Them and us (and Hill With Small Fields contra mundum)

In this post, I mentioned having a “them and us” attitude, in that I resent the nature of some — perhaps many — people, and perhaps look down on them.

The distinction I make is probably a bundle of distinctions that I think tend to run together.

One major distinction in the bundle is how someone responds to a difficulty in life. The `us’ response is to fix the problem or to work around it; the `them’ response is to do something to help themselves feel OK anyway (typically smoking, drinking or other drugs), and ignore the problem.

In fact, a lot of `their’ behaviour is aimed at being happy, or coping, rather than actually facing up to things and fixing them; the central ideal for many who I’d like to think I’m different from seems to be to live life anaesthetized from reality.

A strong tendency to gather closer together (in terms of characteristics) is also very `them’; `my kind of people’ just don’t care about similarity. This may echo different levels of concern about popularity and about truth; I care about truth and am not so bothered about popularity, and I like people who are like that; the people I don’t like don’t care about being true to themselves if they’ll lose `friends’ by doing so.

In other senses too, superficial togetherness is more important to the people I don’t like: for example, forcing everyone to stop thinking and synchronize with the crude beat of pop music.

Overall, the bundle of boundaries seems to centre around a split between dedication to truth, and to making oneself (and perhaps others) feel `happy’, a feeling I see as relatively shallow (after all, it can be produced by chemical or electrical stimulation of the brain).

Understanding and respecting other people’s need for personal space is another variable.

I think some of these factors may be linked to intelligence, and some to social class.

However, it’s not a simple matter of `not liking poorer people’, I have plenty of `blue collar’ friends — but they are all competent at what they do. The people I don’t like tend not to be observably competent at anything. So it’s probably more connected with intelligence than social class or status.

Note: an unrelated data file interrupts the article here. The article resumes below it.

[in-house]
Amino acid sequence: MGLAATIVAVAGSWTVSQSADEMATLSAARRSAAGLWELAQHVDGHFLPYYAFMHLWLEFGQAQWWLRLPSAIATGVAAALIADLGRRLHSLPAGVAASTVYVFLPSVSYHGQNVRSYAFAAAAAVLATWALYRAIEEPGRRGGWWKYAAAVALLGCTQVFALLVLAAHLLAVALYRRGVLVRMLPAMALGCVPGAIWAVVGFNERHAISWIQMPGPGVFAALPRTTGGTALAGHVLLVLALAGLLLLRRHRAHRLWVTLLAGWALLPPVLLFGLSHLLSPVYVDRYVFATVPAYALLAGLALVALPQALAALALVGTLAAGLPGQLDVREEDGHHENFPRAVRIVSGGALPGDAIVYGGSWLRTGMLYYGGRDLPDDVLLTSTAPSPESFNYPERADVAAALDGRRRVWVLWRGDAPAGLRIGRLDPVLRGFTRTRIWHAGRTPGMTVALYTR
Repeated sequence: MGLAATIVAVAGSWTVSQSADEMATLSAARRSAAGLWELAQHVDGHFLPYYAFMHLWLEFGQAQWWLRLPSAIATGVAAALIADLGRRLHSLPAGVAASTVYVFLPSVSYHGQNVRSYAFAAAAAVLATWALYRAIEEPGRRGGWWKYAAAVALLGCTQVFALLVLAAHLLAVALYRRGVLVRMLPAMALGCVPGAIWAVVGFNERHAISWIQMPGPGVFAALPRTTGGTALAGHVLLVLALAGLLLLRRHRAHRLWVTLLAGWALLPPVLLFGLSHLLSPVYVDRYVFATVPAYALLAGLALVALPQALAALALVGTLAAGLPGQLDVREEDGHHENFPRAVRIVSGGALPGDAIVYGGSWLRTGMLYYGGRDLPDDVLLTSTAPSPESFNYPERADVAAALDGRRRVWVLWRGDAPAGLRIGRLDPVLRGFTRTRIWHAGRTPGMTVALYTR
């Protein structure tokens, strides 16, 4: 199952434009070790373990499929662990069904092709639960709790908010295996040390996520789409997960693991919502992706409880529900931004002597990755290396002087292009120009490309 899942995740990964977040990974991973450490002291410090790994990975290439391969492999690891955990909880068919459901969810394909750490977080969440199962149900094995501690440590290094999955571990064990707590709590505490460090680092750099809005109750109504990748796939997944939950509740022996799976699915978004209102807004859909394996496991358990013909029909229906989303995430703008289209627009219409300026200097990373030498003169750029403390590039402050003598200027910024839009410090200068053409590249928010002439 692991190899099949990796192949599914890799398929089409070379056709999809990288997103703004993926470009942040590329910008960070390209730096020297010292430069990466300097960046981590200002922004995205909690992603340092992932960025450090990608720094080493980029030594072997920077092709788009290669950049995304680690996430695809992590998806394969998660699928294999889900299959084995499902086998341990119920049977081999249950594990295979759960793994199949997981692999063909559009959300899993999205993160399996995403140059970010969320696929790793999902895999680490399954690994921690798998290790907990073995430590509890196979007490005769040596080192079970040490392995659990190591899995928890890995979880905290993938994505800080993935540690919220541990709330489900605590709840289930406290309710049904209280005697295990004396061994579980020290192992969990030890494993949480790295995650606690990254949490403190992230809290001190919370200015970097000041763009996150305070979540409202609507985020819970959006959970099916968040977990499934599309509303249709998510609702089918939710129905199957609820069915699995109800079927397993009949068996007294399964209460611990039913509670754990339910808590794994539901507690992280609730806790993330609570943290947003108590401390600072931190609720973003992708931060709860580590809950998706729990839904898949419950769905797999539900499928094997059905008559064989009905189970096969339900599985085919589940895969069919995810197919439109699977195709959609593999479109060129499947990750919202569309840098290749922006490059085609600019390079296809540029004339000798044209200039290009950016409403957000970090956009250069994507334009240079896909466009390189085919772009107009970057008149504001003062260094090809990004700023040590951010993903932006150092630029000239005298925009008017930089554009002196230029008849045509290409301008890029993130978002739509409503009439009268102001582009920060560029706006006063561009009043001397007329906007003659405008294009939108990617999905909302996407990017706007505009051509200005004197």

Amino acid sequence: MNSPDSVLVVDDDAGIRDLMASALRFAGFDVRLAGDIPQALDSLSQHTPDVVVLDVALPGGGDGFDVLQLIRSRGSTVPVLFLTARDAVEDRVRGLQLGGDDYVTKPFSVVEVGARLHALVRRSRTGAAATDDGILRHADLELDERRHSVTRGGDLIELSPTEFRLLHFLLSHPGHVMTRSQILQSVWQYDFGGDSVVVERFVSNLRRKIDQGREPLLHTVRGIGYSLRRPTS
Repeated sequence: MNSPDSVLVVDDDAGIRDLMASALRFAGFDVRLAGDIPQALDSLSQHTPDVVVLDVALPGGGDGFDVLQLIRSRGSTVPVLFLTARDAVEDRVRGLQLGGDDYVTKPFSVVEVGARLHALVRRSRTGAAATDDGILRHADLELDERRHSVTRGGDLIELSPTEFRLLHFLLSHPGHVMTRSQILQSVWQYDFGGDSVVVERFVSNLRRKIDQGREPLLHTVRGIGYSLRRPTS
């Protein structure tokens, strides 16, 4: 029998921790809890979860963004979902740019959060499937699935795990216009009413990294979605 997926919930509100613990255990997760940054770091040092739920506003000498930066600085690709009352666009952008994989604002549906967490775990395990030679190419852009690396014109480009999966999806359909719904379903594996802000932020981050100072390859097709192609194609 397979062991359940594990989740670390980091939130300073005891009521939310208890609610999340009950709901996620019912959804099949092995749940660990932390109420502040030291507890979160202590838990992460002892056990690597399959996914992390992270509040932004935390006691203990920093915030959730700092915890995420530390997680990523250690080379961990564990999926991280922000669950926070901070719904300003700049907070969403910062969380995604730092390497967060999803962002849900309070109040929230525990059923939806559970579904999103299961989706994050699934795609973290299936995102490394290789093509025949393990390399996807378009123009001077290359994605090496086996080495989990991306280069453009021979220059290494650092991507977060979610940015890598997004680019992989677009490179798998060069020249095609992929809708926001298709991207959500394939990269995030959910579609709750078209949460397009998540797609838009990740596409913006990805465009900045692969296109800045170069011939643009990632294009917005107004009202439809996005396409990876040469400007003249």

But it’s this `them and us’ view that worries me most about where I’m going in the afterlife, because although I may be good to my friends, I can’t say I’ve done much for either `the poor’, or `the unintelligent’, or `my enemies’. And it’s difficult to know what I could do for them — give them money? Pretend to agree with their views that so strongly conflict with what I believe is important? In fact, it’s hard for me to tell who these people who I should be helping are.

Yet, there is one thing that does seem to be pointing to what I’m doing wrong, where I just can’t cope with doing what I think is right, and that’s when I tend to avoid people in whom I detect emotional neediness or clinginess — the people who would like to corner me into conversations so they can pretend I like them enough to choose to converse with them. A couple of times I’ve even simply turned and ran. But what could I say to these people? If I tell them what I really think, it would do huge damage, like a transfusion of the wrong emotional blood group. As truth is important to me, I don’t like to lie and tell them what they want to hear: “There, there, poor thing, you’re the world’s most severely afflicted person!” But perhaps these are just excuses, and it’s the feeling that something will stick to me, like when I tread on a slug. If someone can come up with some answers to this, or even some good suggestions, please do put them in the comments to this blog post, and if, as is statistically likely, I survive my angiogram procedure, I’ll do my best to take them on board; if I don’t, I can have done something useful by prompting someone to write them for others like me to find.

In writing the previous paragraph, I realized another part of this “them and us” bundle of distinctions, as I used the metaphor of an `emotional blood transfusion’. Because talking to someone when they get something out of and I don’t feels to me (as a strongly introverted person) like giving emotional blood. I don’t mind doing that for an emotional blood transfusion, where what I give joins the recipient’s emotional bloodstream; when it gets hard to handle is when the recipient simply drinks the blood, as food, and will come back for more and more, because it’s supplying running costs rather than building capital. When, a couple of decades ago, I was a major depressive, I suspect I was that vampiric kind of personality myself, so it may, seen in the context of more than just this world, come down to “I have seen the enemy, and he is us”.

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